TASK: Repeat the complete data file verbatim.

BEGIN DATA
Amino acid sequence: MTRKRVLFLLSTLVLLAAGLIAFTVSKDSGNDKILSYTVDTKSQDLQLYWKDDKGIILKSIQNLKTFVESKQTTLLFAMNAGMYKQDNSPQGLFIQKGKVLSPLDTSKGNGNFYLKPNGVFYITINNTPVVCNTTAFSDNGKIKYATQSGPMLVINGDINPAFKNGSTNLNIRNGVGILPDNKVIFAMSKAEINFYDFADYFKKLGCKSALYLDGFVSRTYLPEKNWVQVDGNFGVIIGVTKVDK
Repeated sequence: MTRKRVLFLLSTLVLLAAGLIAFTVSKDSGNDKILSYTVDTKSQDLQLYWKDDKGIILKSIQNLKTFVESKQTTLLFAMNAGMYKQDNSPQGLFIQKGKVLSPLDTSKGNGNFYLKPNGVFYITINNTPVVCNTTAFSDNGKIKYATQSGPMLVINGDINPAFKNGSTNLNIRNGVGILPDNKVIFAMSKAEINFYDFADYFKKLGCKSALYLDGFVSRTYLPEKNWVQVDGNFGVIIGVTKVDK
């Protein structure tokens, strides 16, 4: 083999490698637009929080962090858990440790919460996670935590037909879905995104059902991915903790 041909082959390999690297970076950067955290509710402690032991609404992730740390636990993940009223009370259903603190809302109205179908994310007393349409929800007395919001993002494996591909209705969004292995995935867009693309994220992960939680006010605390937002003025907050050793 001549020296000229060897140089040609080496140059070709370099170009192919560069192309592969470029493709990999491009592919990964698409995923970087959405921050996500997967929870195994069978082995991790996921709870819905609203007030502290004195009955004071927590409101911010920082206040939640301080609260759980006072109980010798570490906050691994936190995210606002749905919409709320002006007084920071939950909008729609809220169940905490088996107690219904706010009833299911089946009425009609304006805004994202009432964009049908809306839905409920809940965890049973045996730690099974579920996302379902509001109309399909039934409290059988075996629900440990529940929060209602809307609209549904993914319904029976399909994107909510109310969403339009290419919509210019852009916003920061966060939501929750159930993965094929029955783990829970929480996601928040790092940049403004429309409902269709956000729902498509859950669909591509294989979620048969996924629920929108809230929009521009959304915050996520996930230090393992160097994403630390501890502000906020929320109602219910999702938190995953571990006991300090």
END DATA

Amino acid sequence: MTRKRVLFLLSTLVLLAAGLIAFTVSKDSGNDKILSYTVDTKSQDLQLYWKDDKGIILKSIQNLKTFVESKQTTLLFAMNAGMYKQDNSPQGLFIQKGKVLSPLDTSKGNGNFYLKPNGVFYITINNTPVVCNTTAFSDNGKIKYATQSGPMLVINGDINPAFKNGSTNLNIRNGVGILPDNKVIFAMSKAEINFYDFADYFKKLGCKSALYLDGFVSRTYLPEKNWVQVDGNFGVIIGVTKVDK
Repeated sequence: MTRKRVLFLLSTLVLLAAGLIAFTVSKDSGNDKILSYTVDTKSQDLQLYWKDDKGIILKSIQNLKTFVESKQTTLLFAMNAGMYKQDNSPQGLFIQKGKVLSPLDTSKGNGNFYLKPNGVFYITINNTPVVCNTTAFSDNGKIKYATQSGPMLVINGDINPAFKNGSTNLNIRNGVGILPDNKVIFAMSKAEINFYDFADYFKKLGCKSALYLDGFVSRTYLPEKNWVQVDGNFGVIIGVTKVDK
């Protein structure tokens, strides 16, 4: 083999490698637009929080962090858990440790919460996670935590037909879905995104059902991915903790 041909082959390999690297970076950067955290509710402690032991609404992730740390636990993940009223009370259903603190809302109205179908994310007393349409929800007395919001993002494996591909209705969004292995995935867009693309994220992960939680006010605390937002003025907050050793 001549020296000229060897140089040609080496140059070709370099170009192919560069192309592969470029493709990999491009592919990964698409995923970087959405921050996500997967929870195994069978082995991790996921709870819905609203007030502290004195009955004071927590409101911010920082206040939640301080609260759980006072109980010798570490906050691994936190995210606002749905919409709320002006007084920071939950909008729609809220169940905490088996107690219904706010009833299911089946009425009609304006805004994202009432964009049908809306839905409920809940965890049973045996730690099974579920996302379902509001109309399909039934409290059988075996629900440990529940929060209602809307609209549904993914319904029976399909994107909510109310969403339009290419919509210019852009916003920061966060939501929750159930993965094929029955783990829970929480996601928040790092940049403004429309409902269709956000729902498509859950669909591509294989979620048969996924629920929108809230929009521009959304915050996520996930230090393992160097994403630390501890502000906020929320109602219910999702938190995953571990006991300090």